Sugar is one of the biggest culprits when it comes to causing blood sugar levels to rise quickly and then drop even more quickly. The more sugar you eat, the higher your blood sugar will be. This can lead to pre-diabetes getting worse over time. To avoid this problem, you should avoid foods that have high glycemic indexes (GI). Foods with a high GI cause a spike in your blood sugar levels after eating them. Examples include white bread, white pasta, bagels, and cookies. Instead, opt for foods with a low GI like whole grains like oatmeal or brown rice, as well as fruits and vegetables which contain natural sugars but do not cause as much of an increase in blood sugar levels as processed foods do due to their fiber content.
6. Control The Fat Content In Your Diet
It is also important to control the fat content in your diet. Excessive amounts of fat can make it difficult for your body to process sugar properly, which can lead to insulin resistance and eventually diabetes. Try to keep your intake of red meat and fatty meats low while increasing your consumption of fish, chicken, turkey, and lean cuts of beef instead. You should also replace butter or margarine with olive oil when cooking or making salads; this will keep your heart healthy while helping reduce blood sugar levels at the same time!
7. Drink Plenty Of Water
Water is essential for good health, but it is especially important if you are trying to prevent pre-diabetes from getting worse. When you are dehydrated, your body will hold onto water because it thinks it needs more than normal. This causes your blood sugar levels to rise even higher than normal! So drink up!
8. Quit Smoking
Tobacco use increases your risk for heart disease, stroke, and other diseases that affect the heart, as well as lung cancer and breathing problems caused by smoking itself. If you smoke tobacco products or use other forms of nicotine such as chewing tobacco or snuff, talk to your doctor about quitting now — before diabetes develops.
9. Limit Alcohol Intake
Drinking alcohol can increase blood sugar levels by breaking down carbohydrates in your diet into sugar. The liver also turns any sugar it processes into fat instead of storing it as energy in muscle cells and other organs like the heart and liver because alcohol inhibits this process. This is why diabetics who drink regularly tend to see their blood sugar levels rise after drinking alcohol. If you do drink alcohol, limit yourself to one drink per day for women and two drinks per day for men (one ounce of hard liquor or 12 ounces of beer equals one drink).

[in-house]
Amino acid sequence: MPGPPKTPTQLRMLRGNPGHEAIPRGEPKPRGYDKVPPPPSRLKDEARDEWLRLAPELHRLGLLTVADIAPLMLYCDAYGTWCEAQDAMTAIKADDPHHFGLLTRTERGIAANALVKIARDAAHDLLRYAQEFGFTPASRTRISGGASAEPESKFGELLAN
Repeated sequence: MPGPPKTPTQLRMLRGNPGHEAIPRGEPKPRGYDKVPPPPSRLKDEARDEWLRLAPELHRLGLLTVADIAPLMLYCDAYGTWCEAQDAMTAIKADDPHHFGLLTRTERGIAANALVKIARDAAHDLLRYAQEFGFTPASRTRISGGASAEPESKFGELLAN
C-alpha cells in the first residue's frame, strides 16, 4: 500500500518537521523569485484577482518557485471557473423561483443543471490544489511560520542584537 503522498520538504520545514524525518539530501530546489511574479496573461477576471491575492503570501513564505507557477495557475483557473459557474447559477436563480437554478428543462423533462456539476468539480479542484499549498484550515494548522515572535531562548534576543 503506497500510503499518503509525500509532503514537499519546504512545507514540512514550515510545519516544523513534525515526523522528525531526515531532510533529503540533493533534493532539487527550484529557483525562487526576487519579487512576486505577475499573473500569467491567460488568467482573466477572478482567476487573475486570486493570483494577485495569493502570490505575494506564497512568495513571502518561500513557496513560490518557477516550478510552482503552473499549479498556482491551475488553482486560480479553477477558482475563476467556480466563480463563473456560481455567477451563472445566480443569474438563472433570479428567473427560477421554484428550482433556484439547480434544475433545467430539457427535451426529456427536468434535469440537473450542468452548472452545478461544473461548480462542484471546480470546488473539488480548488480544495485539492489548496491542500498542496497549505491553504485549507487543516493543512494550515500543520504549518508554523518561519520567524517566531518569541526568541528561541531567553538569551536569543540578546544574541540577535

10. Get Enough Sleep
Getting enough sleep each night is also a great way to prevent pre-diabetes from getting worse. Sleep allows your body time to repair damaged cells and tissues, which can help reduce inflammation throughout the body and improve insulin sensitivity. If you have trouble sleeping at night, try taking melatonin supplements or using blackout curtains on your windows to help promote better sleep quality.
Source: The Economic Times
When To See A Doctor?
There are several warning signs that you should see your doctor about pre-diabetes. If you have one or more of these symptoms and have had them for at least three months, see your doctor:
- You have blurred vision or problems with your eyesight; this can be caused by high blood pressure.
- You have numbness or tingling in the feet or hands; this may be a sign of nerve damage related to poorly controlled blood sugar levels.
- You have a persistent thirst and/or frequent urination; this may be a sign of high blood glucose levels.
- You experience unexplained weight loss or weight gain.
- You feel tired and fatigued all the time.
Conclusion & Takeaway
If you have pre-diabetes, you are at risk of developing type 2 diabetes. Pre-diabetes is a condition in which blood sugar levels are higher than normal but not high enough to be diagnosed with type 2 diabetes.
Preventing the onset of type 2 diabetes is possible by making lifestyle changes such as eating a healthy diet and exercising regularly. If you already have pre-diabetes, early detection and treatment can help prevent the condition from progressing. Make sure that you are doing what you can to prevent pre-diabetes from becoming a full-blown diabetes condition.
Also, consult a doctor at your first if you experience any of the above-mentioned symptoms for a prolonged period. We at Houston Endocrine Center provide endocrine-related medical services. Our endocrinologist is an expert in diabetes and thyroid-related disorders. To book an appointment with us, visit our website or WhatsApp at +1 832-862-3236.